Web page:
In 1986, China's former leader Deng Xiaoping ordered a research program to be launched to strengthen its control of Tibet, a contested border region that once flourished as an independent kingdom from the 7th to the 13th centuries and came under communist Chinese rule in 1950.

The research program later produced theses that deleted Tibet's 8th-century history, when its kingdom grew to be a dominant force in Central Asia and reached the capital of China's Ming Dynasty.

China also carried out a similar academic program to incorporate the history of the Muslim Uighurs in the western region of Xinjiang, which was ruled sporadically by local leaders while being successively subject to rule by Tibetans, Uighurs, Arabs and Chinese.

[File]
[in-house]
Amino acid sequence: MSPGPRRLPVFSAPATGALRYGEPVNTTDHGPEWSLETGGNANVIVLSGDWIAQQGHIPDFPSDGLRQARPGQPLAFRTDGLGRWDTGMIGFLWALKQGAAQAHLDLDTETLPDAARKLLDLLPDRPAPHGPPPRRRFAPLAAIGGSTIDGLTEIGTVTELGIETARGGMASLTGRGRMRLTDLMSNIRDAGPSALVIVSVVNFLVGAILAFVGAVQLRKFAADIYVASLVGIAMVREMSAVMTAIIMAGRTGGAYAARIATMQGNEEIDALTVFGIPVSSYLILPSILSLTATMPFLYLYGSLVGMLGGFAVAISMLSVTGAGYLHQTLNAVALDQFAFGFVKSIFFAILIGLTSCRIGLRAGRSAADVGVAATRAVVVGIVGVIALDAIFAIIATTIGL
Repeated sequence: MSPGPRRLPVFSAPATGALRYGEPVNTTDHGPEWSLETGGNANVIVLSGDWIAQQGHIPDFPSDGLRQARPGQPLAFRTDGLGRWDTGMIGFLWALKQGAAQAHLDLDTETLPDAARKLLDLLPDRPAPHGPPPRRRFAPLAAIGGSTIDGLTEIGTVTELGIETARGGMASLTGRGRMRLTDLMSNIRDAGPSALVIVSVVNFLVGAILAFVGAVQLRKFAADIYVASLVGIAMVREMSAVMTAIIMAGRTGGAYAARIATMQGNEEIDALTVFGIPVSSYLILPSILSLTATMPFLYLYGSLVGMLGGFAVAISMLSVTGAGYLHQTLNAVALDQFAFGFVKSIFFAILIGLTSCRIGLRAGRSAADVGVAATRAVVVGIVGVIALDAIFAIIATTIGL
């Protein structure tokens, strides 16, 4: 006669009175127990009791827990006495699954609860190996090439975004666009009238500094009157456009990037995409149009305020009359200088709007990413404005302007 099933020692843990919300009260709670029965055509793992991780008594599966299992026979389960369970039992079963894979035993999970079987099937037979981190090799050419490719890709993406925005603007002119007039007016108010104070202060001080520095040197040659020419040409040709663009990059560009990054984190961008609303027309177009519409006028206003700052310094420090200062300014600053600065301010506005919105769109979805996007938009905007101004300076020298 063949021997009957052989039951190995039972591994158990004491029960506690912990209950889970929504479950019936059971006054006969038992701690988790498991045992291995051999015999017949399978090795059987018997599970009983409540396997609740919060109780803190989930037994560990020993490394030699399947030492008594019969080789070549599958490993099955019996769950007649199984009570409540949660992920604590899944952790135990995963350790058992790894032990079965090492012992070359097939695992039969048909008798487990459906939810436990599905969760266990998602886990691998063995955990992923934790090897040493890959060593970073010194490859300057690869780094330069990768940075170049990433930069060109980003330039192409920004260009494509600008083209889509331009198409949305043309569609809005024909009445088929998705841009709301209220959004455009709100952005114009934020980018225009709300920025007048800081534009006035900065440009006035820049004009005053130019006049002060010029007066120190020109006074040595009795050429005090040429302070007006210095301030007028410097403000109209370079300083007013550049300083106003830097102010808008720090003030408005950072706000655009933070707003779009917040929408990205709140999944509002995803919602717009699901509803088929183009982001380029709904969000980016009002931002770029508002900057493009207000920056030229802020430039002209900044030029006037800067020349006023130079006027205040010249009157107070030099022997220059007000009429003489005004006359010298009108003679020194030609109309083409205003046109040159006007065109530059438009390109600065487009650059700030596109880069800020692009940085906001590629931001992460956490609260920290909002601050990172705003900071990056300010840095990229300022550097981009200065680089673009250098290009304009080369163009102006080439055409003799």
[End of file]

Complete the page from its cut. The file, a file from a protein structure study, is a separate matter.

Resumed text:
International human rights groups have reported widespread human rights violations of imams and ordinary people in Xinjiang every year, but the suppression intensified in recent years in the name of cracking down on terrorism. The province is traversed by the Silk Road.

China's history distortion has also been directed against Mongolia and Vietnam.

In 1995, China put out a three-volume publication arguing that Mongolia's territory is part of China, drawing an angry response from Ulan Bator. Beijing also repeatedly insisted that Nam Viet, an ancient kingdom encompassing southern China founded in 208 BC, was its provincial government, while Hanoi believes the kingdom was the root of the Vietnamese people.

"China is seriously challenging Japan's reputation as Asia's champion for revising historical and territorial truths," the English-language Korea Times in Seoul said in an editorial last week.

"It's regrettable that Asia is running in the opposite direction of Europe, which is seeking unity in diversity."

The paper also said the Chinese distortion of Korea's history is aimed at blocking possible Korean claims to Manchuria after its reunification, or the collapse of North Korea, which is expected to cause a flood of refugees.